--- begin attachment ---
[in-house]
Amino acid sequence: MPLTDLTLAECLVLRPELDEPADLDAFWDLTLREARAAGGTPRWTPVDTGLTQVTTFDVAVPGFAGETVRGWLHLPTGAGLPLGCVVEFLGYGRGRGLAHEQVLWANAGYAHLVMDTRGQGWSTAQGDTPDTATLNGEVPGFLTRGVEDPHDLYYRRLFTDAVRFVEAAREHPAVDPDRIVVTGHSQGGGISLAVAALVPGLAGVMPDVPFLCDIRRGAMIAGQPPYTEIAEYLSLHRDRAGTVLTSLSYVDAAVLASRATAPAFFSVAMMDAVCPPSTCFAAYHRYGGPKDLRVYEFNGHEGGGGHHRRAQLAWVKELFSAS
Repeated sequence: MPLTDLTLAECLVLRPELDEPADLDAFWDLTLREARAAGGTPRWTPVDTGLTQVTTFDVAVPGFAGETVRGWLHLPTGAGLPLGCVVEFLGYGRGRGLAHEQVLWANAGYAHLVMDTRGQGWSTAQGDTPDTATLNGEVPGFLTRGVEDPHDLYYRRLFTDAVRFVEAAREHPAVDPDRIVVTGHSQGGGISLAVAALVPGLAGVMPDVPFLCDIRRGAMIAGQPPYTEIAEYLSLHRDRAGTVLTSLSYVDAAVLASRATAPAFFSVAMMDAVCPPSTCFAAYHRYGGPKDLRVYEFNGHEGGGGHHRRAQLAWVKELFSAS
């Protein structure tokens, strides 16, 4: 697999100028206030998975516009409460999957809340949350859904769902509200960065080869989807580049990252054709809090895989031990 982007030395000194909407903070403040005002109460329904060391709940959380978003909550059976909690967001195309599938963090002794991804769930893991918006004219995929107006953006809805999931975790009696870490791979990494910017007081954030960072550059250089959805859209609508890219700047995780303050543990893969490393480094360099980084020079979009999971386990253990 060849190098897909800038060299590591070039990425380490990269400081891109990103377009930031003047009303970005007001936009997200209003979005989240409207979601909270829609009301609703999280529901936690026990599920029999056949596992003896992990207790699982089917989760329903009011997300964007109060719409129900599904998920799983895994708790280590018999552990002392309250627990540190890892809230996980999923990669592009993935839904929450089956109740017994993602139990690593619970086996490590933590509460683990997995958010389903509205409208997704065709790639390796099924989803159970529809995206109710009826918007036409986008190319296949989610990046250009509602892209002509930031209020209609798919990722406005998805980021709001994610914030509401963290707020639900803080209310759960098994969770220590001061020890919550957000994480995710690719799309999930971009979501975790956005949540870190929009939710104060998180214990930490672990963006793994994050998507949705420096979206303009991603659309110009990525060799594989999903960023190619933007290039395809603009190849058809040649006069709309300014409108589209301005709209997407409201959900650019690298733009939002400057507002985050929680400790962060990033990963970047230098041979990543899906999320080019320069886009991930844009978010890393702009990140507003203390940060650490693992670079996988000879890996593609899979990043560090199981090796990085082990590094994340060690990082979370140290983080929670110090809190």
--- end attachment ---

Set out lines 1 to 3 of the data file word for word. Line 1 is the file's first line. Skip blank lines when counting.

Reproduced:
[in-house]
Amino acid sequence: MPLTDLTLAECLVLRPELDEPADLDAFWDLTLREARAAGGTPRWTPVDTGLTQVTTFDVAVPGFAGETVRGWLHLPTGAGLPLGCVVEFLGYGRGRGLAHEQVLWANAGYAHLVMDTRGQGWSTAQGDTPDTATLNGEVPGFLTRGVEDPHDLYYRRLFTDAVRFVEAAREHPAVDPDRIVVTGHSQGGGISLAVAALVPGLAGVMPDVPFLCDIRRGAMIAGQPPYTEIAEYLSLHRDRAGTVLTSLSYVDAAVLASRATAPAFFSVAMMDAVCPPSTCFAAYHRYGGPKDLRVYEFNGHEGGGGHHRRAQLAWVKELFSAS
Repeated sequence: MPLTDLTLAECLVLRPELDEPADLDAFWDLTLREARAAGGTPRWTPVDTGLTQVTTFDVAVPGFAGETVRGWLHLPTGAGLPLGCVVEFLGYGRGRGLAHEQVLWANAGYAHLVMDTRGQGWSTAQGDTPDTATLNGEVPGFLTRGVEDPHDLYYRRLFTDAVRFVEAAREHPAVDPDRIVVTGHSQGGGISLAVAALVPGLAGVMPDVPFLCDIRRGAMIAGQPPYTEIAEYLSLHRDRAGTVLTSLSYVDAAVLASRATAPAFFSVAMMDAVCPPSTCFAAYHRYGGPKDLRVYEFNGHEGGGGHHRRAQLAWVKELFSAS